A review of how Santa Clara County K-12 schools and colleges are complying with Title IX rules and regulations is moving forward following a unanimous vote by the Board of Supervisors — the first review of its kind in the nation.
The Tuesday vote came after dozens of sexual assault survivors and advocates urged supervisors to review Title IX policies and procedures following changes made by U.S. Education Secretary Betsy Devos in May.
“The Trump administration gutted protections in Title IX and increased the likelihood that sexual assaults and harassment will occur and watered down the responses that administrators at schools and universities should take,” said Supervisor Dave Cortese. “This review is needed now more than ever.”
Title IX, a federal civil rights law, prohibits sex discrimination in educational institutions and outlines procedures to protect students from sexual violence.
Cortese proposed this review in September but it was delayed so that a report could come back to the county outlining the approach to work and estimated time and cost.
Now that the report is approved, the county can proceed with the study.
“This matter is urgent,” Stanford University law professor Michelle Dauber said at a virtual press conference on Monday. “Students are returning to school and college right now.”
Dauber led the successful 2018 campaign to recall Superior Court Judge Aaron Persky over his lenient sentencing in 2016 of Stanford student Brock Turner on sexual assault and attempted rape charges.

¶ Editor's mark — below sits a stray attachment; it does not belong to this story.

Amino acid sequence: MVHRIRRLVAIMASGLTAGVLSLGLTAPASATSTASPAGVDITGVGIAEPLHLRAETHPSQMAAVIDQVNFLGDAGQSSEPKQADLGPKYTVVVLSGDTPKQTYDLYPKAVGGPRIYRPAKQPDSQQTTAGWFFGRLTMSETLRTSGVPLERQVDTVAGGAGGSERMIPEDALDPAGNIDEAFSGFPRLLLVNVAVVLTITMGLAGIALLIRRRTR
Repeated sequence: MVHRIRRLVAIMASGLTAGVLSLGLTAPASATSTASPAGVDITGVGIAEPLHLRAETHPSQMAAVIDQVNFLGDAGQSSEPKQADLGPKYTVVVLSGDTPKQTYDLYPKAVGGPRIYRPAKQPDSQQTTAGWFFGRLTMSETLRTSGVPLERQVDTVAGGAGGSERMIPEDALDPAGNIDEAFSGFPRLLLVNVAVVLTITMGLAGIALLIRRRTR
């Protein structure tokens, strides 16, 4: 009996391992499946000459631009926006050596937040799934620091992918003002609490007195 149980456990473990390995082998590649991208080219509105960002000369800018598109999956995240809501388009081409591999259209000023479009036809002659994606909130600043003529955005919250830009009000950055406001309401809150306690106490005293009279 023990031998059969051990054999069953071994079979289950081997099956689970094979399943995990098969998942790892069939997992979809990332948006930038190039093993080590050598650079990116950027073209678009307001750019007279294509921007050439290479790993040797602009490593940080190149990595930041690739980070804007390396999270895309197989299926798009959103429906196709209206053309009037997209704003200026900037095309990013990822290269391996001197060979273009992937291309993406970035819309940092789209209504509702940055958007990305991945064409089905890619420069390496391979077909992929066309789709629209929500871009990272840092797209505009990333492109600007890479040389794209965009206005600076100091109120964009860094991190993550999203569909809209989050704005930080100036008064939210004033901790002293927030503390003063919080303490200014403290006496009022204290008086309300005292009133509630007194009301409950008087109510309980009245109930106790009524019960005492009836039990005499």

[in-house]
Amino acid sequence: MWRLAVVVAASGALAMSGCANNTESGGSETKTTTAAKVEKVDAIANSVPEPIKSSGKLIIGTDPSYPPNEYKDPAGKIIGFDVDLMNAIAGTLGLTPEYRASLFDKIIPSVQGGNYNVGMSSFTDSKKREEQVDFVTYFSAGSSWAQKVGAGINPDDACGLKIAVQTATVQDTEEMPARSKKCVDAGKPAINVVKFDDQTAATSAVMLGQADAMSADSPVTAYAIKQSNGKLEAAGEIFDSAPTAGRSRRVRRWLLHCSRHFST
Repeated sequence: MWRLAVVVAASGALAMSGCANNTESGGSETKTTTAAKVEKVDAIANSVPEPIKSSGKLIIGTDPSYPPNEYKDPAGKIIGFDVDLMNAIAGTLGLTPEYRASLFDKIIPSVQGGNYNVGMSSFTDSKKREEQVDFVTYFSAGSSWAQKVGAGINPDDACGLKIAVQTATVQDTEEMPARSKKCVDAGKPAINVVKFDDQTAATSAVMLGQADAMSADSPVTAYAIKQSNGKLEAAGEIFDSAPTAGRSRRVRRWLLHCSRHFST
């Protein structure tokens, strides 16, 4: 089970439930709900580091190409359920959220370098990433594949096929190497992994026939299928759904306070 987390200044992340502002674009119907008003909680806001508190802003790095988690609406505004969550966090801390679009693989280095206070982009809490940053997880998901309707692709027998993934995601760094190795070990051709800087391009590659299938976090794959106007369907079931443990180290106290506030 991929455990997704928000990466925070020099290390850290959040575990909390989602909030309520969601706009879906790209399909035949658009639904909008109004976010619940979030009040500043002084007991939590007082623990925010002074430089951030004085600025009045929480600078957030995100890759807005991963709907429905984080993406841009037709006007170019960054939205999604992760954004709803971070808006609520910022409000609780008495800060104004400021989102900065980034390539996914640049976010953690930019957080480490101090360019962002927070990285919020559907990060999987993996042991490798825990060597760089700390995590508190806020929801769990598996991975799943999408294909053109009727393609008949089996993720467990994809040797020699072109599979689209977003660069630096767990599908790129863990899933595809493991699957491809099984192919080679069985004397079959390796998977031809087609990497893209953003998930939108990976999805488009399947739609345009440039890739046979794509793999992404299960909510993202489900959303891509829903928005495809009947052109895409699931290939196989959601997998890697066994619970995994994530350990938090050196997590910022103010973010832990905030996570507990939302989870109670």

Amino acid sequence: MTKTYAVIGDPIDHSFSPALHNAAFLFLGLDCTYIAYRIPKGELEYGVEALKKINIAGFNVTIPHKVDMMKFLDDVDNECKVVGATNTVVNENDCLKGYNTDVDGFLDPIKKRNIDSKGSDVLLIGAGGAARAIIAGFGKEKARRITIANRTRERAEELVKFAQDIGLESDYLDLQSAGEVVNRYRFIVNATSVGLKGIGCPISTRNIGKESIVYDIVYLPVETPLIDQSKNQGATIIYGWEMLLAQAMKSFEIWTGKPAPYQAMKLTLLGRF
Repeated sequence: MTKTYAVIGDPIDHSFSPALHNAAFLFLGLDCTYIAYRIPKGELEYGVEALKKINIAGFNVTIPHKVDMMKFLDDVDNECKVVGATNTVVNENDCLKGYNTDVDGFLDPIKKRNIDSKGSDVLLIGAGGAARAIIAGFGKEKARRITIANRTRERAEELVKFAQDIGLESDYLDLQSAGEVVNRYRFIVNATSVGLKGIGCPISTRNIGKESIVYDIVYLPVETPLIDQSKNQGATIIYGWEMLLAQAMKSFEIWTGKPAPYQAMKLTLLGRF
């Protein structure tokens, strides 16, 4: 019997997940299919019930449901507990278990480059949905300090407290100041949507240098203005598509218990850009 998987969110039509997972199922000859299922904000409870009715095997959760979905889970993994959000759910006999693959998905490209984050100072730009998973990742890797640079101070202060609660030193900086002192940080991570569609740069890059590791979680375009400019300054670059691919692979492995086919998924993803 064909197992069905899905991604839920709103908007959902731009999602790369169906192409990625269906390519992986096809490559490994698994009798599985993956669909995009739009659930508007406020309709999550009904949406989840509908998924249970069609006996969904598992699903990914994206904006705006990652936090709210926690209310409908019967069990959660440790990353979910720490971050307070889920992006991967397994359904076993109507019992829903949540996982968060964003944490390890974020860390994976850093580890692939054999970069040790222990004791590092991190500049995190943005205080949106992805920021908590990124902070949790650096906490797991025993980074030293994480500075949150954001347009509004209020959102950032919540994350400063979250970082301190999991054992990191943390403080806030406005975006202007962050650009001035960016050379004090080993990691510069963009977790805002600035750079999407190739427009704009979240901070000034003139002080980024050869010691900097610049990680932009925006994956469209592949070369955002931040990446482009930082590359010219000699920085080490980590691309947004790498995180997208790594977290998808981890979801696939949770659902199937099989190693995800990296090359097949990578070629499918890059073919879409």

A step in the right direction
Dauber said that at Stanford, 40 percent of female undergraduate students will experience sexual assault by the time of their senior year, while the percentage of those women who report it is under 3 percent.
She also said that the statistics are similar at other college campuses.
Maia Brockbank, a Stanford student and a sexual assault survivor, said that the county and campuses needed to do more to protect their students and called the review a step in the right direction.
“Nothing can change with only survivors as watchdogs,” Brockbank said.
County administration recommended that the audit be divided into seven phases, with a focus on ease of access to information, prevention and education on campus safety, and gaps, if any on campuses.
The audit will initially use publicly available information from campuses, starting with universities, and request any missing data to help complete the final report.
Before the process begins, however, county administration will need to select a vendor with legal expertise and a sizable staff to conduct the review.
The review is estimated to take 12 to 18 months and cost at least $500,000, likely to come from the county Office of Gender-Based Violence Prevention.